Border was ushered into first-class cricket in January 1977, and a stream of useful middle-order innings - some labelled fighting, some attractive - over the next two years culminated in his first century, a patient effort against Western Australia at Perth. Three weeks later came his introduction to Test cricket, vacancies having occurred in the absence of Kerry Packer's World Series players. The 23-year-old Border's début seemed a happy portent, for the match at Melbourne against Brearley's otherwise triumphant side was won, even though Border himself made only 29 and 0 (run out by Hendrick from backward short leg as he toppled forward after his sweep shot). His unbeaten 60 and 45 in the next Test, on his home ground at Sydney, proclaimed him to a wider audience. Comparisons with Neil Harvey, prince among Australian left-handers, were inevitable and far from absurd. After twin failures at Adelaide, however, Border was relegated to twelfth man.
Before the busy season was over he was back, making 105 in six and a quarter hours against Pakistan at Melbourne (when his dismissal triggered a collapse from 305 for three to 310 all out, Sarfraz nine for 86), and 85 and 66 not out in the Perth Test.
After an undistinguished World Cup visit to England, Border continued towards maturity through fifteen Test matches - in India, at home against England and West Indies, and in Pakistan - in a mere 28 weeks. Joe Darling, a left-handed champion at the turn of the century, played in 34 Tests over ten years. Border hit 162 at Madras in his first Test innings in India, displaying excellent footwork against the constant flow of spin; 115 against England at Perth, finishing with an inch-long scar on his temple after being struck by a short ball from Dilley; and, after having a vulnerability outside the off stump spotlighted by Garner and the rest of the West Indies pace attack, he crowned this hectic period with 150 not out and 153 at Lahore, trying to break the Test record for 6s as he sailed to a unique performance.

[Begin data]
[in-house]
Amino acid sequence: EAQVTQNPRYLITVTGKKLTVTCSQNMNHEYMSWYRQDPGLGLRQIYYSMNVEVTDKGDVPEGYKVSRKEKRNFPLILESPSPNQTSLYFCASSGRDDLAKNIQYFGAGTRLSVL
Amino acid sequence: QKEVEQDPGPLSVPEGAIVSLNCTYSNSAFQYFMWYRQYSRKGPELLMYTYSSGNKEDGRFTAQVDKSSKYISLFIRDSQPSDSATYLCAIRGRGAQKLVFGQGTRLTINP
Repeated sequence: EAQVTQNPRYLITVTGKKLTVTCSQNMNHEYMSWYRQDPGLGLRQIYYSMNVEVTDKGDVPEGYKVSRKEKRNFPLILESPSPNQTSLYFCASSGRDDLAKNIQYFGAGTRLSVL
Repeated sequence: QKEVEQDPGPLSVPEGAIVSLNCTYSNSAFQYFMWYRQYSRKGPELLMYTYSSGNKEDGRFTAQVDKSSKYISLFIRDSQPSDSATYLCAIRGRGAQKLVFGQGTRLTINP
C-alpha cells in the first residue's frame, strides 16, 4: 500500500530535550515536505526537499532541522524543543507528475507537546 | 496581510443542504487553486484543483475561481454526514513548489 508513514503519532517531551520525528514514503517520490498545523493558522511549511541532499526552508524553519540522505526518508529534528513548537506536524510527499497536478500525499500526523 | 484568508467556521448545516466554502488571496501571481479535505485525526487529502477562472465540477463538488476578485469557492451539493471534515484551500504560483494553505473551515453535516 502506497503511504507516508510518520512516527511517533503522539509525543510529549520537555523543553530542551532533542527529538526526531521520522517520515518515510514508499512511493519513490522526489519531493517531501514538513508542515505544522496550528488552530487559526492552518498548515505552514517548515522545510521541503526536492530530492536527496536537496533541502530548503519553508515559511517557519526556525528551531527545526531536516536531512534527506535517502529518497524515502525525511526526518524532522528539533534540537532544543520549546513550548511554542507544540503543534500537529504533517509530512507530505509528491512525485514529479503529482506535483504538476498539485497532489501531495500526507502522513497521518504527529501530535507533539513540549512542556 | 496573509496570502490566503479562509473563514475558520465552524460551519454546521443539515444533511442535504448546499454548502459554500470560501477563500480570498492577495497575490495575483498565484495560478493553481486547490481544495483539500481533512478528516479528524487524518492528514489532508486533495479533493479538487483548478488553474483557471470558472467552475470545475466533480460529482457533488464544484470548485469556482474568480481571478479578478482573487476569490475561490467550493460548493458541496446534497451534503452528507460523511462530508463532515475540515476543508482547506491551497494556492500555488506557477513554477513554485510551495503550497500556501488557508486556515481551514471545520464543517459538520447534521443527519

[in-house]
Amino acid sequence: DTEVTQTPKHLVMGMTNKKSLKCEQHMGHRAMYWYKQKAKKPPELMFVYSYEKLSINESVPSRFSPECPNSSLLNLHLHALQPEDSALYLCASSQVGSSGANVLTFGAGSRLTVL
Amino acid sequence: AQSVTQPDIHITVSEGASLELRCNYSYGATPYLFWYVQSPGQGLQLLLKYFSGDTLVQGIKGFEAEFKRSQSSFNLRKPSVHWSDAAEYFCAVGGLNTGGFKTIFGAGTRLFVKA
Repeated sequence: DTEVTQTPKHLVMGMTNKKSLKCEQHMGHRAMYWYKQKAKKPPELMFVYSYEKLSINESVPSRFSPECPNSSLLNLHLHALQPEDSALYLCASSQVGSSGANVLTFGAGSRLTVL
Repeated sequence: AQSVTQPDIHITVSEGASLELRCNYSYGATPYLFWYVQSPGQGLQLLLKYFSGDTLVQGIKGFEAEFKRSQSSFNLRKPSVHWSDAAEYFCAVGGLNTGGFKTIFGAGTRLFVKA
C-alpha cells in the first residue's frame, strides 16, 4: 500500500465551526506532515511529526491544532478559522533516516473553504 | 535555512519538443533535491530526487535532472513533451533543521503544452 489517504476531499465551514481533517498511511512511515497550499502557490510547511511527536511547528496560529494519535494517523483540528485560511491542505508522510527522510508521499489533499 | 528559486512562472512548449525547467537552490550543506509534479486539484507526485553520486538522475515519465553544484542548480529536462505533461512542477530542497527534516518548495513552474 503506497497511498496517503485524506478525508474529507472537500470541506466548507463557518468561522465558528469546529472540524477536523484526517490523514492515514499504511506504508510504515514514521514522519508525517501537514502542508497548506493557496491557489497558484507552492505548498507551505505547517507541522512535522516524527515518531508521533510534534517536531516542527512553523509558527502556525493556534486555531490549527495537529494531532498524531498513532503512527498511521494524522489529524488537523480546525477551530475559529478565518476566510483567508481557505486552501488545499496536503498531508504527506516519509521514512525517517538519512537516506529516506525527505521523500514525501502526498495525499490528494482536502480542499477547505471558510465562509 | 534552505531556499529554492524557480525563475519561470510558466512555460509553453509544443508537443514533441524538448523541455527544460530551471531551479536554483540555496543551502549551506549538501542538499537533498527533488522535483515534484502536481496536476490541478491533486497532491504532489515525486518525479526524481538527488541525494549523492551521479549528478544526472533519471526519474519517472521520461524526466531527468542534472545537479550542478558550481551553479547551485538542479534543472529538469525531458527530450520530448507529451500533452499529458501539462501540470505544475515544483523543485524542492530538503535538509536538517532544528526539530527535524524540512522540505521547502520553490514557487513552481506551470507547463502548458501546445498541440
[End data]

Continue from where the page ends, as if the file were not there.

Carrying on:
Two other incidents of profound importance followed. He married, and on his wedding day he accepted a lucrative offer to transfer to Queensland, against whom he had recently scored his first double-century.
He brought some distinguished stroke-play to the doomed Centenary Test at Lord's, then had three unspectacular Tests at home against New Zealand, and three against India, the Melbourne Test bringing him his sixth Test century. He also had more stitches in his head when a Lillee bouncer lacerated it in a state match.
He came to England in 1981 as a pillar in Kim Hughes's batting structure, a structure soon to be revealed as faulty. Border alone of the established players came through with reputation enhanced. He was afflicted as seriously by depression as any of the Australians following the Headingley and Edgbaston defeats, and ceased to enjoy his cricket. Amends were then made, restorative runs having come in the Worcestershire match between the two Test setbacks. His Old Trafford century was the slowest ever scored for Australia, a record he was not particularly proud to acquire from his captain; but it revealed the full depth of the man's character. The beady, pale-blue eyes above the stubbly chin watched the English bowlers with an unrelenting concentration. Posterior jutting, he waited motionless. His strokes were played with an impressive instinct of choice and a simple cleanness of movement. In three crowded years he had amassed 2,593 runs in 61 Test innings, average 51.86.
At the summer's end Sir Len Hutton surmised him to be the best left-hand batsman in the world. That was the accolade that A.B. or Pugsley, as his friends know him, had quietly and determinedly set out to win on that distant day when, in short trousers, he first sensed his cricketing gifts on the lawn at Mosman.